Peak oil demand still decades away: Saudi Aramco CEO
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Switching oil for cleaner fuels will be a “long and complex” transition meaning demand for crude to meet the world’s growing energy needs will remain robust, the chief executive of Saudi Aramco said on Thursday.
According to prepared remarks, Amin Nasser, the head of Saudi Arabia’s state energy giant, said:
It is why I believe ‘peak oil demand’ is not in sight for at least the next few decades, and why the notion of ‘stranded resources’ is not one I recognise.
A rising number of energy market observers have said an end to growth in global consumption of oil could come by 2040 should governments aggressively pursue policies that reduce emissions and favour lower intensity fuels.
But others, including the International Energy Agency and the Saudi government, dispute this claim saying there will be a greater demand for cheap oil from emerging economies even if developed countries push back.
“Despite the progress being made, alternatives still face multiple challenges,” said Mr Nasser, speaking at an energy conference in Paris, the city where in December 2015 190 countries adopted a landmark climate pact. “We should all anticipate a long and complex energy transition.”
As the world’s largest exporter of oil, a resource on which the kingdom’s entire economy rests, Saudi Arabia benefits from greater global dependency on oil. Saudi Arabia is producing just under 10m barrels a day.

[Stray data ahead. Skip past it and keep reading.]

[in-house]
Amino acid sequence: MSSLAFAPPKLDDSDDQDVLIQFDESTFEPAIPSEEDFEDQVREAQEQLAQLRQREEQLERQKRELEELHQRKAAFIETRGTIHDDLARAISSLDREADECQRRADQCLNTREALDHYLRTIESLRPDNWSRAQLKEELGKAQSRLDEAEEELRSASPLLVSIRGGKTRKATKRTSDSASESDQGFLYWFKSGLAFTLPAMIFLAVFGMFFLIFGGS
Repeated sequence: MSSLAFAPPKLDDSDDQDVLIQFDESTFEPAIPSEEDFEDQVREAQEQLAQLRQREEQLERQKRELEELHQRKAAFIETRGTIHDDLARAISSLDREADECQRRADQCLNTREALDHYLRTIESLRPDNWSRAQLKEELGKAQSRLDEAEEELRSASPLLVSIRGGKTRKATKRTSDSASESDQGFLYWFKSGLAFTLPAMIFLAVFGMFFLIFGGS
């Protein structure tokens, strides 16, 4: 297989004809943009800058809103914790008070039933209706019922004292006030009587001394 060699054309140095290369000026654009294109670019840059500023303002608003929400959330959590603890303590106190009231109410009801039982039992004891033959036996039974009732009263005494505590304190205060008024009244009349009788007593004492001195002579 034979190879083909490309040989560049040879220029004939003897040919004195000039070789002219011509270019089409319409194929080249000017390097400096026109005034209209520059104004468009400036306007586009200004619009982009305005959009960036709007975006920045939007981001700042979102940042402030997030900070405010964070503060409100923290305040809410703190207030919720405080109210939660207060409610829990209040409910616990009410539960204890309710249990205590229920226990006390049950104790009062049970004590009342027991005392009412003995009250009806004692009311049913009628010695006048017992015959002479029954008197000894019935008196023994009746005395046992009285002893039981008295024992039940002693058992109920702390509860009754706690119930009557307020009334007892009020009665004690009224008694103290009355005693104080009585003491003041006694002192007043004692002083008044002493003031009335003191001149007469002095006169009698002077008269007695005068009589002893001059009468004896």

Higher crude prices would also generate a greater valuation for Saudi Aramco, the world’s largest oil producing company, in its planned 2018 public offering. Some, however, have said the listing a recognition by the Saudi government to monetise the country’s oil assets before they lose value.
Mr Nasser said 30m b/d of oil production capacity needs to be developed over the next five years to meet oil demand requirements. Long-term investment into oil is lacking, he said.
“Incremental, short-term, and lower capital investment projects are just not going to cut it,” he said, signaling the resurgence of the US shale industry is insufficient to meet future needs.
“This presents a grave and growing threat to world energy security.”
Mr Nasser said despite talk of excess oil supplies today, supply and demand are closer to converging. “The market is moving toward rebalancing,” he said. “I see the oil market pointing upward and expect it to continue improving.”